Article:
Serious Signs That You're Allergic To Marijuana

With more and more states legalizing the use of marijuana in the U.S. and people turning to it as a form of anxiety relief and recreational drug, the daily use of cannabis was higher than ever before in 2022, according to the National Institute on Drug Abuse.

But not a lot of information exists about the allergic reactions to cannabis use or exposure. And yes, you can be allergic to marijuana, just like you can to any other plant or plant product out there, shared Dr. Rachna Patel, an expert in the field of medical cannabis. The allergic reactions can range from mild to moderate or severe to life-threatening. Symptoms of the allergy can vary too, depending on how you were exposed to the substance, per Medical News Today. There could be differences in how you react when you smoke marijuana and how touching cannabis affects your body. 

Signs of a marijuana allergy include respiratory symptoms, skin rashes, vomiting, nausea, and dizziness. They can come on instantly or might not start until after an hour or more since you were exposed. Let's take a better look at them.     

The symptoms of a marijuana allergy

Signs of a marijuana allergy are very similar to any other kind of allergy, according to Dr. Rachna Patel. "It could include things like sore or itchy throat, stuffy nose, coughing, wheezing, shortness of breath, swelling, red and teary eyes, rash, hives, bronchitis, and asthma," explained the cannabis expert. Contact dermatitis caused by touching weed can manifest in blisters, hives, itchiness, and inflamed skin, per Medical News Today.

If you have asthma, smoking weed or becoming exposed to it in some other way could trigger a flare-up, per Allergy Asthma Network. "Asthma may be related to occupational exposure, while anaphylactic reactions can often occur from hempseed exposure," shared an allergist and professor of medicine at the University of Toronto, Canada, Dr. Gordon L. Sussman (via Forbes). Occupational exposure refers to being exposed to cannabis or any of its properties as a result of your work. 

More serious signs of an allergic reaction include anaphylaxis, which is life-threatening. You might find it difficult to breathe and feel dizzy if you're experiencing a severe reaction to cannabis. Other symptoms of anaphylaxis include vomiting, flushed or pale skin, swelling in the mouth and throat, a quickened pulse, and a drop in blood pressure, per Medical News Today.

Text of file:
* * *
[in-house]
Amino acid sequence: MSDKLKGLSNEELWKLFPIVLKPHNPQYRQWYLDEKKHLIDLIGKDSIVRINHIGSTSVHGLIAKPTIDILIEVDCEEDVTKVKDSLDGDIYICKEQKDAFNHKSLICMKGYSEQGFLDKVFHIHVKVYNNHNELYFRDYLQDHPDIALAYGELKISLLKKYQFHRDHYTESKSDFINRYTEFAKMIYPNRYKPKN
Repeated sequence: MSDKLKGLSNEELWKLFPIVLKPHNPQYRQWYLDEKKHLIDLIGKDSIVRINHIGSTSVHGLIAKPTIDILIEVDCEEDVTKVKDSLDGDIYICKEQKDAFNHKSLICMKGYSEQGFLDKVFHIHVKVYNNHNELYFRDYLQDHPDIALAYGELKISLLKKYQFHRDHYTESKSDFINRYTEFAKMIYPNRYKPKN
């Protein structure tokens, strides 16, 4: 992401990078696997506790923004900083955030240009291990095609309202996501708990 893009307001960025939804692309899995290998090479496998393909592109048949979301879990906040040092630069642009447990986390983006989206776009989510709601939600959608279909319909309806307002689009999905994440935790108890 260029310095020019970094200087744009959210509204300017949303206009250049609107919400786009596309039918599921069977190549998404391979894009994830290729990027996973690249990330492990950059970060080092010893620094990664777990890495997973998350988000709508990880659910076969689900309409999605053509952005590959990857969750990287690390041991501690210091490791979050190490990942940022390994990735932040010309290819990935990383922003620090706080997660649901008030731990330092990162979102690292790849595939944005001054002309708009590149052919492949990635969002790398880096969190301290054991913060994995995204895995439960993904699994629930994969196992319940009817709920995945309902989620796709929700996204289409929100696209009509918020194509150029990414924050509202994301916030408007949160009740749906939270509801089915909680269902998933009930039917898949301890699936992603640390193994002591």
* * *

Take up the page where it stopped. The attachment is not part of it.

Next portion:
How does a marijuana allergy happen?

There are a few different ways in which exposure and resulting allergic reactions occur. You can be allergic to smoking or eating the stuff, you might react to cannabis pollen in the air, you may have an allergic reaction to touching weed, or you might be allergic to the mold growing on it and pesticides and solvents used in the cannabis production process. All of this applies to medical marijuana and CBD oil too, per Dr. Patel. While some people might just be allergic to the cannabinoids in marijuana, other common and known allergens in weed include Can s 3 and rubisco. 

There are also instances when being allergic to certain protein properties (similar to those found in marijuana) in other foods can increase the likelihood of a cannabis allergic reaction, per Healthline. This is called cross-reactivity. Foods to watch out for include tomatoes, bananas, grapefruit, nuts like almonds and chestnuts, and apples. More potent concentrations of tetrahydrocannabinol (THC) can also cause cannabis sensitivity.   

How to deal with a cannabis allergy

Dealing with a marijuana allergy is the same as dealing with any other allergy. At present, there is nothing specific you can do for an allergic reaction resulting from cannabis exposure, including pollen allergy, per Medical News Today. Over-the-counter antihistamines and decongestants or prescription steroids should help with symptoms, but more serious cases may require epinephrine injections. 

When it comes to diagnosing the allergy, doctors turn to things like skin prick tests and blood tests. Also called scratch tests, skin prick tests involve introducing some of the potential allergen to the skin and gently pricking its surface with a pin, explained pediatrician Dr. Mugilan Anandarajan (via Top Doctors U.K.).

As with most allergens, removing the trigger can settle things. This means that you should stop smoking marijuana, stop eating it, avoid touching the stuff, and make sure you're not inhaling pollen from cannabis. If you work in a cannabis manufacturing plant, you may have to take time off work to see if that improves your symptoms. Or at least wear protective gear like masks and gloves to mitigate the risks.

There is more that needs to be researched about marijuana allergies

An immunologist at the Allergy and Asthma Network, Dr. Purvi Parikh, told Live Science that it is possible that cannabis allergies were not as widely known before because of the substance being illegal. "Now as the prevalence is increasing, and with the legalization in many states, it is going to become increasingly more common, and all these cases will surface that were not recognized before." The allergens in this recreation and medicinal drug need to be researched a lot more (per the American Academy of Allergy, Asthma, and Immunology). 

For those who are trying cannabis for the first time, it's important to educate yourself about the possible risks of using marijuana, one of which is how it might cause allergic reactions. It is also possible that you've never had an allergic reaction before and just developed one over time. At the end of the day, dealing with an allergic reaction is never pleasant. It disrupts your everyday routine at work and home, and even your social life. It might be prudent to tread with caution and be mindful of the effects on your body, some of which can be serious.